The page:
Tom Scott, an executive with CSI Construction in Portland, said its business as usual with added precautions in Oregon. But three of the firm’s projects were shut down in the Bay Area due to the shelter in place order there.

Work on two eventually restarted because the city’s housing shortage qualifies the projects as essential. The firm also saw construction stop in the retail space of one of its projects in Seattle when restaurants were closed.

Salsgiver, at the Associated General Contractors, said one of his members immediate concerns was the passage of HR 6201 by Congress, which requires small businesses provide two weeks of emergency paid sick leave to employees infected or caring for someone with Covid-19.

“That will costs thousands of dollars for small companies, when an average margin on projects is 1 to 1.5%,” he said. “It’s just a significant additional cost burden that a lot of companies will have a tough time carrying.”

It could also be a helpful step in containing the pandemic, however.

Salsgiver’s trade group and others have also been urging lawmakers in Salem to provide regulatory relief to help out the industry and keep jobs on track, though it’s unclear any of that will be forthcoming. They say state and local governments may need to deploy competent engineers/architects, third-party experts, or use video or other technology to allow inspections and permitting processes to continue.

Gerald Rowlett, the owner of Westlake Development, a builder of high-end custom homes, said one of his most immediate concerns was the possibility that Washington and Clackamas counties would start shutting down their building departments, which would quickly bring his projects to a halt.

That’s hasn’t been the case. Washington County can accept plans electronically, and Clackamas is working on that capability. Meanwhile they have continued to send inspectors out to jobs, and are talking about electronic inspections via Skype or Facetime.

“Thank god for iPhones,” he said. “A lot of our business is being conducted via Facetime.”

He figures that each home he builds, provides work for 150 tradesmen, and brings 40 to 50 contractors on site. “If we can maintain our activity, even at a snail’s pace, we can help us pull us all through,” he said.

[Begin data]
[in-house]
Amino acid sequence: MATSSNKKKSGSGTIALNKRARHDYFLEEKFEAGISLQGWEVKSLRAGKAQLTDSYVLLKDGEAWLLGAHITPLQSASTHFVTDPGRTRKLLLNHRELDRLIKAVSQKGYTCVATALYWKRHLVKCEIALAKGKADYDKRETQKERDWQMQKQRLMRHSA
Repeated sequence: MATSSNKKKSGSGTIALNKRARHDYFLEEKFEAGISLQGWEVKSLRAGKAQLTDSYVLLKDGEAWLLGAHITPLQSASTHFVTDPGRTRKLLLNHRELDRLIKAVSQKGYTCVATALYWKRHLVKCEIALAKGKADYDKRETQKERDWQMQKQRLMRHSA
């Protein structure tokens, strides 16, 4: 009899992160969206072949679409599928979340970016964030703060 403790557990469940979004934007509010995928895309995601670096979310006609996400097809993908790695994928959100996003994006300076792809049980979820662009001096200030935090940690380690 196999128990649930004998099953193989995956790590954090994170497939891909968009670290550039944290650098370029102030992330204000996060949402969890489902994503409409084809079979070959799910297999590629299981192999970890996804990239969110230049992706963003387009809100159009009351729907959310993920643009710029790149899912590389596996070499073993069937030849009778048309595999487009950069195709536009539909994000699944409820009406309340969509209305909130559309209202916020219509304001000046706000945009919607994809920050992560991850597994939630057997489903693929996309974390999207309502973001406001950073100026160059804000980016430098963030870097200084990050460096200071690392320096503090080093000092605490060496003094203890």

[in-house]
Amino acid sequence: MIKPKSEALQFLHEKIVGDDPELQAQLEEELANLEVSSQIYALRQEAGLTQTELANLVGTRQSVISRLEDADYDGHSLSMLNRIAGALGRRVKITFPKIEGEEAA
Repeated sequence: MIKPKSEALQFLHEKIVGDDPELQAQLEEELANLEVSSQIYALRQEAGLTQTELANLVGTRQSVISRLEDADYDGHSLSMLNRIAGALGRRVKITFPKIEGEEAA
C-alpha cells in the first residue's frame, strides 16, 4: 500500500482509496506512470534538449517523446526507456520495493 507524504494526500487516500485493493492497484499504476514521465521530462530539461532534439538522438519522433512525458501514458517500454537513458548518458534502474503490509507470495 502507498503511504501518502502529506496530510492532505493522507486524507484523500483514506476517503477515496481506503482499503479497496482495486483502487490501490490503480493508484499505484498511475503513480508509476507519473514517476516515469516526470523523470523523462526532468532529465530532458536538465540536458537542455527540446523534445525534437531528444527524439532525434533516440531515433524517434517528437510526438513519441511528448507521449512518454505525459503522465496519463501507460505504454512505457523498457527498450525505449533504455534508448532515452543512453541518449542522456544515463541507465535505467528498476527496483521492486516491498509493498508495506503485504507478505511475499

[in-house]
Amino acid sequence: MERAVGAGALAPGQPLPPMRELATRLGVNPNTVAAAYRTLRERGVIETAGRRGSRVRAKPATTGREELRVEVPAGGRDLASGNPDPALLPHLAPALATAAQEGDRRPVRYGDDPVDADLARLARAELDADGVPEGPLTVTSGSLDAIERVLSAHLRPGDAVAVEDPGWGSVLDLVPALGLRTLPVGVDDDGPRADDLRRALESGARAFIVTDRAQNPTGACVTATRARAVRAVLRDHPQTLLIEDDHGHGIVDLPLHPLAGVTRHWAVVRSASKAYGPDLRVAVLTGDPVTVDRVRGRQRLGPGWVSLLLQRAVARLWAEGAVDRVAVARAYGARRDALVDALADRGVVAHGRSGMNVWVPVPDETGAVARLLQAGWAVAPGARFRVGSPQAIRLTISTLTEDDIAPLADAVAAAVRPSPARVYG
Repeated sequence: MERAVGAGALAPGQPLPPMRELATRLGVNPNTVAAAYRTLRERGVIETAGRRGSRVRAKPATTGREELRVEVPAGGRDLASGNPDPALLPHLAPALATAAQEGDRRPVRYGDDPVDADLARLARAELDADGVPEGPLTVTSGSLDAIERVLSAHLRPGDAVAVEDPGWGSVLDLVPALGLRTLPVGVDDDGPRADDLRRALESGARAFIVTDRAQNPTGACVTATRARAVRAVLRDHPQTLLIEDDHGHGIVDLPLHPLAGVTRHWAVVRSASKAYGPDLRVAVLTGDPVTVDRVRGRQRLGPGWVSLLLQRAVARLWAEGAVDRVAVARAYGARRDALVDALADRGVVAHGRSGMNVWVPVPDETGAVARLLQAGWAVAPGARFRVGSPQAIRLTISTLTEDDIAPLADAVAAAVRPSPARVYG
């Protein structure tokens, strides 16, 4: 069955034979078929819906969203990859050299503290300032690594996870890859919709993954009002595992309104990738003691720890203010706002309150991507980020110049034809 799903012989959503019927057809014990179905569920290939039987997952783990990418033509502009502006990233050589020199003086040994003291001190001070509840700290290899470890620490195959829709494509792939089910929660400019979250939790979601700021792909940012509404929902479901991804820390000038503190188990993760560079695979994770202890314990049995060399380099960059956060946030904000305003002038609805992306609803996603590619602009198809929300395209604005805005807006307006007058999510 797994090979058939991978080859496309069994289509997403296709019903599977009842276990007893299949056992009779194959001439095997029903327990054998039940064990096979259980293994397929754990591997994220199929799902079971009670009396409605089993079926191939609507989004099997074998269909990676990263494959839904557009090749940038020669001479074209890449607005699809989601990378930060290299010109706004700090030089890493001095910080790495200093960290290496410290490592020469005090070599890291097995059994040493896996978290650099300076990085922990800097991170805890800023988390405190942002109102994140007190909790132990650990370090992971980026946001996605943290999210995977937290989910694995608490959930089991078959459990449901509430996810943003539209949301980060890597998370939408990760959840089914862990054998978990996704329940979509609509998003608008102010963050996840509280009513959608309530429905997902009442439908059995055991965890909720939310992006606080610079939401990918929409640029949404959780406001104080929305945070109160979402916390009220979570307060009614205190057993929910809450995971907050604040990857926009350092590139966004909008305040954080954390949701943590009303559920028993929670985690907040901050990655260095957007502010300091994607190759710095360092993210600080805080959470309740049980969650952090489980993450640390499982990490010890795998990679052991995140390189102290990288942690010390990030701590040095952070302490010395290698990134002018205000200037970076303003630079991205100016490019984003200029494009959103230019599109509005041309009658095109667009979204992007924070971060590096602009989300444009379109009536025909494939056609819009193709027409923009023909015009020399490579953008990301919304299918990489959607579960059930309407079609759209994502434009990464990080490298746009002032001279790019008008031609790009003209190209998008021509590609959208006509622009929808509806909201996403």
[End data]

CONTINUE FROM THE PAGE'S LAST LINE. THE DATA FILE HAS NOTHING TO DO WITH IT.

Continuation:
Rowlett says he has several million dollars worth of projects in the queue, and none of his clients are getting cold feet – yet.

“I haven’t had any clients call me and pull out,” he said. “We’re only a couple weeks into this, so I might start getting less phone calls. I wouldn’t be surprised.”

Randy Sebastian, president Renaissance Homes, said his company and others have stopped holding open houses, but buyers are still in the market, and Renaissance sold one of the its homes in Southwest Portland this week.

Most of the homes it builds these days are residential infill projects in Lake Oswego and Portland, not the big development and spec homes it worked on pre-recession. Sebastian said construction on those projects is going slower because the company is only allowing one trade in a house at a time, when it would typically have plumbers, electricians, drywallers and heating contractors working simultaneously.

“It takes longer to build,” he said. “Every day it’s new protocols, so it’s dynamic.”

Like others, he says the work environment is safe with the additional precautions and hygiene measures being taken. What he dreads is a lockdown.

“Nothing would get done under a shelter in place order,” he said. “We will safely build until an order is issued, then obviously no one works. It’s nuts. Everyone will really appreciate their freedoms when we get them back.”

— Ted Sickinger;; 503-221-8505; @tedsickinger